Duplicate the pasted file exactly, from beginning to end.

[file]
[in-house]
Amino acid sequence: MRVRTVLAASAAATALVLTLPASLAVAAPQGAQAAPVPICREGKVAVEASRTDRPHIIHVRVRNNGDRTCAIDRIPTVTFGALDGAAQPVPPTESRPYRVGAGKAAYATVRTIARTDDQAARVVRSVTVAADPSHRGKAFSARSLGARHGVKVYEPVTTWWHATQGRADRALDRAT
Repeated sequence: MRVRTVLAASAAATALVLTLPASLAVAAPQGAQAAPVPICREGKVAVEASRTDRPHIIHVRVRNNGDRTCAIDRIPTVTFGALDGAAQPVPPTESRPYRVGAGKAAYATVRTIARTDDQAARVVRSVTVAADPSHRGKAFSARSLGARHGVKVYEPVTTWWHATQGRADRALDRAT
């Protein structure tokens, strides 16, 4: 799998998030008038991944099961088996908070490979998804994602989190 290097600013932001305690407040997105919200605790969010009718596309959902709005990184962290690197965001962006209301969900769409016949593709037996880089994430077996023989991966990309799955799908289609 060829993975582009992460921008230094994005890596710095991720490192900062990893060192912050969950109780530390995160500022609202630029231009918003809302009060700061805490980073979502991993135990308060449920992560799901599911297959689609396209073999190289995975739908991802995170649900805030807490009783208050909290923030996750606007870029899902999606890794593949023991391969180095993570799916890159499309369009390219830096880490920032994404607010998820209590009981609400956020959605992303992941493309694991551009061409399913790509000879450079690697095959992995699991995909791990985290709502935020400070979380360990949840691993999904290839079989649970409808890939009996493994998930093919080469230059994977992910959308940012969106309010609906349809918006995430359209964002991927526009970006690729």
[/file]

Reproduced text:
[in-house]
Amino acid sequence: MRVRTVLAASAAATALVLTLPASLAVAAPQGAQAAPVPICREGKVAVEASRTDRPHIIHVRVRNNGDRTCAIDRIPTVTFGALDGAAQPVPPTESRPYRVGAGKAAYATVRTIARTDDQAARVVRSVTVAADPSHRGKAFSARSLGARHGVKVYEPVTTWWHATQGRADRALDRAT
Repeated sequence: MRVRTVLAASAAATALVLTLPASLAVAAPQGAQAAPVPICREGKVAVEASRTDRPHIIHVRVRNNGDRTCAIDRIPTVTFGALDGAAQPVPPTESRPYRVGAGKAAYATVRTIARTDDQAARVVRSVTVAADPSHRGKAFSARSLGARHGVKVYEPVTTWWHATQGRADRALDRAT
């Protein structure tokens, strides 16, 4: 799998998030008038991944099961088996908070490979998804994602989190 290097600013932001305690407040997105919200605790969010009718596309959902709005990184962290690197965001962006209301969900769409016949593709037996880089994430077996023989991966990309799955799908289609 060829993975582009992460921008230094994005890596710095991720490192900062990893060192912050969950109780530390995160500022609202630029231009918003809302009060700061805490980073979502991993135990308060449920992560799901599911297959689609396209073999190289995975739908991802995170649900805030807490009783208050909290923030996750606007870029899902999606890794593949023991391969180095993570799916890159499309369009390219830096880490920032994404607010998820209590009981609400956020959605992303992941493309694991551009061409399913790509000879450079690697095959992995699991995909791990985290709502935020400070979380360990949840691993999904290839079989649970409808890939009996493994998930093919080469230059994977992910959308940012969106309010609906349809918006995430359209964002991927526009970006690729």